Union, New Jersey, has seen some significant impacts from the drug addiction and overdose epidemic in the past several years. Opioids have been a major culprit in drug-related public health problems in the state. However, benzodiazepines are a common prescription medication that has a significant potential for misuse, dependence, addiction, and overdose. Benzodiazepines can also be dangerous when they’re mixed with other drugs like opioids and alcohol. Learn more about benzodiazepine-related substance use disorders and how they can be treated in Union, NJ.
What Are Benzodiazepines?
Benzodiazepines, also called benzos, are a class of prescription medications that include popular brands like Xanax, Valium, and many other drugs. They’re frequently used to treat anxiety disorders and sleep problems. They may also be used to treat muscle tension and spasms caused by epilepsy. Benzodiazepines are in a broad class of substances called central nervous system depressants. Depressants include other substances like alcohol, barbiturates, and other sedative-hypnotics.
They can have slightly different effects on the brain and body, but they all work in similar ways in your nervous system. Depressants interact with a chemical called gamma-Aminobutyric acid (GABA), which is responsible for sleep, relaxation, and calm feelings in your brain. GABA is important in calming you down and allowing you to rest. People with overactive nervous systems that cause anxiety and sleep problems can benefit from benzodiazepine drugs because they boost the calming ability of GABA.
However, benzos can also be misused to achieve a euphoric relaxing high, similar to alcohol intoxication. When they’re misused, benzodiazepines can cause you to feel sedated, relaxed, socially inhibited, and comfortable. Benzo misuse can also cause you to experience heavy sedation, drowsiness, loss of motor control, memory issues, and other problems that you might associate with alcohol intoxications. Misuse can also lead to chemical dependence, addiction, and overdose.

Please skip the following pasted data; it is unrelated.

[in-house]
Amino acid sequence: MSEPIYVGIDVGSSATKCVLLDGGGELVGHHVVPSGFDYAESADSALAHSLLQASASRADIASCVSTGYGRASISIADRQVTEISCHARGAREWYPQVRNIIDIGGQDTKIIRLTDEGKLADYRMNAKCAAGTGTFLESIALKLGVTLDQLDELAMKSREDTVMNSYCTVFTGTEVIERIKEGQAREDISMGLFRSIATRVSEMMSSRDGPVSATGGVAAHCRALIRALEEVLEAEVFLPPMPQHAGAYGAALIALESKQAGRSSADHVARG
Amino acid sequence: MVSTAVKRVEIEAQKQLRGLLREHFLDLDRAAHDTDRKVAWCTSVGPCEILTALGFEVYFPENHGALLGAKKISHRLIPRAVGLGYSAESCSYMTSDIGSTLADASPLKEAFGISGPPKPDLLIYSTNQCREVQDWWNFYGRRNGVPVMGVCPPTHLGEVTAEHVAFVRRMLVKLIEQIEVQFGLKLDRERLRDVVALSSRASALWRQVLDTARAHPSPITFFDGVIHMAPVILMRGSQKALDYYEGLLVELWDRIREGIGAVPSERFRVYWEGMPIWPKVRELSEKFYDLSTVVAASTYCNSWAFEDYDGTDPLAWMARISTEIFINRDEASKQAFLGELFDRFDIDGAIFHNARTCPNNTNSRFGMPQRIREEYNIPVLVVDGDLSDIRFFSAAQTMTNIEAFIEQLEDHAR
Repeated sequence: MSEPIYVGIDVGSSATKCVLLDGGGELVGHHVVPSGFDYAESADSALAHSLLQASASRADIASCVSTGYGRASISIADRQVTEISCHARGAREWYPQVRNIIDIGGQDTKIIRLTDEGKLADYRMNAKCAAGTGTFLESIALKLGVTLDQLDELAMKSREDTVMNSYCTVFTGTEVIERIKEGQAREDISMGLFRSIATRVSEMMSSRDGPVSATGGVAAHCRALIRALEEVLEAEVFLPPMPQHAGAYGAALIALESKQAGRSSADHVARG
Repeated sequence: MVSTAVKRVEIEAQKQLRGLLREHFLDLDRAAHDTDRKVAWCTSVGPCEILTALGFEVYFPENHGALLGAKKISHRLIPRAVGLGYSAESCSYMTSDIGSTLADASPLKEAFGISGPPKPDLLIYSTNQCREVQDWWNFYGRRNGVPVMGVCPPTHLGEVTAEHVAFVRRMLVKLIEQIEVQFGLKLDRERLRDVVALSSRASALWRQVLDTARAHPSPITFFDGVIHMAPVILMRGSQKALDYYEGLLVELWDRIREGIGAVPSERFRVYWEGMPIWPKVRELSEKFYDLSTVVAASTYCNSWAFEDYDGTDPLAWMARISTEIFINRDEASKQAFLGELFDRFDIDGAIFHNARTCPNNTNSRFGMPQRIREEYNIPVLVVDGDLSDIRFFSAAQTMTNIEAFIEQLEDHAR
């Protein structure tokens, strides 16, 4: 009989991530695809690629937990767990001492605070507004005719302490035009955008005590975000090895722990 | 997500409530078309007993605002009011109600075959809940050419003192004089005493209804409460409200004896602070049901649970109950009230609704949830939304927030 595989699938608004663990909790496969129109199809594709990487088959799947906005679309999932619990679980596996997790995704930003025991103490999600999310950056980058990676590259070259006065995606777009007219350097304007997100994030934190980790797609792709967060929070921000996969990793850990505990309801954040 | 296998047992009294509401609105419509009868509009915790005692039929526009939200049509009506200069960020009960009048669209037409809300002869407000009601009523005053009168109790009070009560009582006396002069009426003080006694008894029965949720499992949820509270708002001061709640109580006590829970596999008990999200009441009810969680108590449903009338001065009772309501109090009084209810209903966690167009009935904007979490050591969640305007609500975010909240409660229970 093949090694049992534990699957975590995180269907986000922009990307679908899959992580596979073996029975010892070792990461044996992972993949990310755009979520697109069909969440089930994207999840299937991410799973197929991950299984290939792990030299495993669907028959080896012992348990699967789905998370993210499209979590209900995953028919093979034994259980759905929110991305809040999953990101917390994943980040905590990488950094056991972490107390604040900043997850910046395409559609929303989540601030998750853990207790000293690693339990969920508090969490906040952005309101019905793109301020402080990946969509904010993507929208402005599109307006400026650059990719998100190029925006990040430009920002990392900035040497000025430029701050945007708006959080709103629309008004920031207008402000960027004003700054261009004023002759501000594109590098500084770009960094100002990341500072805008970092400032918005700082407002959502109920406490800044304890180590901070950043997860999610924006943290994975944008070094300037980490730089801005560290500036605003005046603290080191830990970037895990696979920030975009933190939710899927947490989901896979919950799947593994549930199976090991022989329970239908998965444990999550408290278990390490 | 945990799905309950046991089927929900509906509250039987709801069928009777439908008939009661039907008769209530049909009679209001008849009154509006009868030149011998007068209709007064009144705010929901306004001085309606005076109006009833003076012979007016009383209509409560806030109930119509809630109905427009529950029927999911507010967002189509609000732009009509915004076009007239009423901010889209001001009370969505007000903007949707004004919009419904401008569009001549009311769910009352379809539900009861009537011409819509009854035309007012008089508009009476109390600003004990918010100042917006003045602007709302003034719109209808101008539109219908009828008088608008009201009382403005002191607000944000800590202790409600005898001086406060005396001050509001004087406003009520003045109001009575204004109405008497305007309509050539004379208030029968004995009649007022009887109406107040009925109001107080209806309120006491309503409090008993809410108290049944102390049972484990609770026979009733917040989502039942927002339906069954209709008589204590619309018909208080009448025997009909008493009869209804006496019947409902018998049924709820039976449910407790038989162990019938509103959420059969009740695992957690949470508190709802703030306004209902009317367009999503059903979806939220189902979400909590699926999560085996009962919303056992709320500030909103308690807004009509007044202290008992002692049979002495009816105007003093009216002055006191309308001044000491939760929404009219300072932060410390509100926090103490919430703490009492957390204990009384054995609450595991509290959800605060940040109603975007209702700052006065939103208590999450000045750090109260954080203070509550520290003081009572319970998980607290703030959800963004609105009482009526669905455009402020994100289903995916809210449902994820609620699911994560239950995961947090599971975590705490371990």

Recreational misuse is not the only way to experience some of a benzodiazepine’s side effects. Several benzodiazepine drugs can cause chemical dependence after just a few weeks of consistent use. Most benzos are only prescribed for short-term therapeutic use because using them for too long can have diminishing effects and can lead to chemical dependence.
Benzodiazepine Overdose Symptoms
Benzodiazepines aren’t as dangerous during an overdose as other depressants like alcohol or barbiturates. They’re generally considered safe and well-tolerated. As we age, we lose our ability to process benzodiazepines efficiently, so older people may experience more severe symptoms in lower doses. Typical overdose symptoms can include severe drowsiness, memory loss, muscle weakness, dizziness, blurred vision, confusion, and passing out.
However, it is possible to experience dangerous and life-threatening overdose when taking benzodiazepines. Very high doses can start to slow down important unconscious functions of your nervous system, including your heart rate and breathing. Deadly depressant overdose usually involves respiratory depression, which is when your breathing is slowed down to the point of oxygen deprivation, brain damage, coma, or death. A dangerous benzodiazepine overdose may be more likely if you mix the drug with alcohol, opioids, or other depressants.
Benzodiazepine Withdrawal Symptoms
Benzodiazepines can cause chemical dependence, which can lead to withdrawal symptoms when you try to quit or cut back. Depressants are known to be the only major class of drugs that have a significant risk of life-threatening overdose symptoms.
If you become dependent on a benzo and spend a long time taking the drug in high doses, quitting abruptly can cause symptoms like seizures, severe confusion, sweating, panic, and heart complications. In some cases, depressant withdrawal can cause heart attacks and strokes. However, it’s possible to go through withdrawal safely if you have guidance or supervision from a medical professional. If you’ve used a benzodiazepine for a while, it’s important to speak to a doctor before quitting cold turkey.
Union Benzodiazepine Misuse Statistics
In the United States, there were 67,367 drug overdose deaths in 2018, and 2,900 involved opioids. Overdose rates in 2018 were slightly lower than in 2017, but 2020 is expected to have an impact on the rates of addiction and overdose all over the country. Opioids accounted for almost 70% of all overdose deaths in the state. There were 98,628 addiction treatment admissions in 2019. In Union County, heroin and alcohol were the most common drugs for which people sought addiction treatment. Heroin was the primary drug of choice in 39% of admissions, and alcohol accounted for 35% of admissions in the county.